What’s New in September?

A new month. The summer is over.

Autumn may be beginning but this month is also a time for beginnings.

In the UK, September is the start of the new academic year.

New uniforms, new teachers, moving up age grades.

New knowledge and skills being learnt.

I decided to start a few new things out of a like-minded habit.

You may have noticed a couple of additional pages on the website?

First, there is Bible Reading Plans.

I’ve used the app YouVersion for a longtime now – it is awesome. There are so many translations in so many languages available, as well as a good deal of audio accompaniments, plus reading plans and prayer guides. The app allows you to join together as a community and share verses and notes.

On the Bible Reading Plans page I will put up the latest plan I am working through, and if you connect with me on the app then you can read my notes and share yours with me.

Second, there is Art Study – Weekly.

With this I am going to choose an art work each week and over the course of the seven days I will write any thoughts, feelings, insights, I have regarding the piece.

Primarily, this is to force me to be slower in considering other works of art and using them to be more informed in my own artistic endeavours.

Over on on my Instagram account @herbiecreative I will be sharing 30 days of my sketchbook – warts and all!

I am not a trained artist and I will be attempting to use lots of different mediums to create and learn new techniques.

It is going to be a busy September, but I hope there is something amongst this which will make a connection with you as well as inspire you.

God Bless You!

Herbie.

Daily Verse – Struggle.

For our struggle is not against flesh and blood, but against the rulers, against the authorities, against the powers of this dark world and against the spiritual forces of evil in the heavenly realms.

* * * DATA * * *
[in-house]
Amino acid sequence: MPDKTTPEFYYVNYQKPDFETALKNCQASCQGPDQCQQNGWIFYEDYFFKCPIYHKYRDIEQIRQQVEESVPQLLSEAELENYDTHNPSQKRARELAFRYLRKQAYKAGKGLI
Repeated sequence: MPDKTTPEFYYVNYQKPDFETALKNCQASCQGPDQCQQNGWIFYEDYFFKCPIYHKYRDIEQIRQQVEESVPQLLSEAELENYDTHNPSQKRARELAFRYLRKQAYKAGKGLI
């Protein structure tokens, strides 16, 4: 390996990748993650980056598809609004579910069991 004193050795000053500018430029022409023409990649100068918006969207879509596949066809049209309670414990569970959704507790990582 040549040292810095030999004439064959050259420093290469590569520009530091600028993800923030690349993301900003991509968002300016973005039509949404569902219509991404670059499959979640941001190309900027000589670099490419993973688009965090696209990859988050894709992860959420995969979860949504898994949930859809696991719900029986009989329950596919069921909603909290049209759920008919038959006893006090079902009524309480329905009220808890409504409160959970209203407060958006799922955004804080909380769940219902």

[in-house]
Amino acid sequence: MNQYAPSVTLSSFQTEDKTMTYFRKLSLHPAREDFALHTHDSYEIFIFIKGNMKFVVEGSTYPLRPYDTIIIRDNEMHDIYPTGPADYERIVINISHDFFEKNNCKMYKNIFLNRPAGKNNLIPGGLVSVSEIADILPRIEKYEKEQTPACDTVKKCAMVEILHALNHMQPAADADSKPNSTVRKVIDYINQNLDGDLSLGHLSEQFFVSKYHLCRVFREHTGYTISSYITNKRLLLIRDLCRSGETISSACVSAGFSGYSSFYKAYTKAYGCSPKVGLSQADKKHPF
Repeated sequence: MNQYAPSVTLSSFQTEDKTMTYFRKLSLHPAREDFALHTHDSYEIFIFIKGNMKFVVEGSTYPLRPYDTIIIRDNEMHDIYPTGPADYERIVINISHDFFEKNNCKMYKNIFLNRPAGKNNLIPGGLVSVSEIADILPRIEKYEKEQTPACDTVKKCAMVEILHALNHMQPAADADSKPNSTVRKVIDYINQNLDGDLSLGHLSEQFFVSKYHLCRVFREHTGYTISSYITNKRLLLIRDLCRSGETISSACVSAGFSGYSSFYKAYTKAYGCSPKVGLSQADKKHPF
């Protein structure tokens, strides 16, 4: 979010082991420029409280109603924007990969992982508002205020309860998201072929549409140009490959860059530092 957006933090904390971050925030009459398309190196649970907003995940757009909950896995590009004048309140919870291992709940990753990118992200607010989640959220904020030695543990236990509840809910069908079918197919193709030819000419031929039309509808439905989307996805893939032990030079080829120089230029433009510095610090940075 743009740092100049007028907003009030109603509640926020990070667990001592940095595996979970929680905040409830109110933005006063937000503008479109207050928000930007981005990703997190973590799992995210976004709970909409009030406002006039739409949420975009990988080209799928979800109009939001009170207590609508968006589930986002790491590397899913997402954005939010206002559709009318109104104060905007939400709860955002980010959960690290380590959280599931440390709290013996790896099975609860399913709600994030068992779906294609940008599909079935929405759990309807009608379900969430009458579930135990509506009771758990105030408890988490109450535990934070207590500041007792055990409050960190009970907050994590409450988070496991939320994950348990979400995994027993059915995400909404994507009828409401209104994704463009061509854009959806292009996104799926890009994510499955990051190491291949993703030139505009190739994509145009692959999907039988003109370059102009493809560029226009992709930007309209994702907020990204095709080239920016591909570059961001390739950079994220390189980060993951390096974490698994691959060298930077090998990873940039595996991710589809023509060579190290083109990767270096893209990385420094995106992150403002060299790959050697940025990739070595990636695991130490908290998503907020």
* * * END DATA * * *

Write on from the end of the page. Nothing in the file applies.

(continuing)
Ephesians 6:12 NIVUK

In this verse the Apostle Paul is teaching, and reminding, believers that our world and lives are more complicated than we think.

Before becoming believers we were purely physical beings and existed in a world of physical situations and challenges.

Now, as believers, we have had the spiritual connection, which Adam and Eve originally possessed, put back into place through the sacrifice of Jesus Christ.

This spiritual ‘refit’ brings us to a new life but a life which also has it’s own unique set of circumstances.

When I read through this verse this morning I got stuck on the ‘struggle’.

The Greek word used is palé and occurs only in this verse in the whole of the New Testament.

Translated mostly as ‘struggle’ it derives from the word ‘pallo’ which means wrestling or to wrestle.

Often our struggles are very much like a wrestling match. We are in the grip of an issue or problem and we are trying to pull away or overpower the ‘thing’.

I am reminded again of the story of Jacob wrestling the Angel of the Lord, mentioned in yesterday’s Daily Verse.

Jacob saw and understood our lives/world is much more complicated than we often care to consider.

We can struggle creatively as well.

Creativity is a mental and physical experience.

Even creatives who are not believers will refer to their practice as often being a spiritual process.

Recognising and making connection with the spiritual can still mean we struggle or wrestle – with doubts, with processes, with realising that physical form of the mental idea.

If we wrestle like Jacob we will become stronger in our spiritual lives and creative practices.

Daily Verse – Nothing Returns Empty.

so is my word that goes out from my mouth: It will not return to me empty, but will accomplish what I desire and achieve the purpose for which I sent it.

Isaiah 55:11 NIVUK

The word of the Lord never returns empty.

I’ve always thought of this verse and the return of the doves to Noah’s Ark in the same way. The doves returned with the olive branch indicating that the flood was receding and dry land was present again.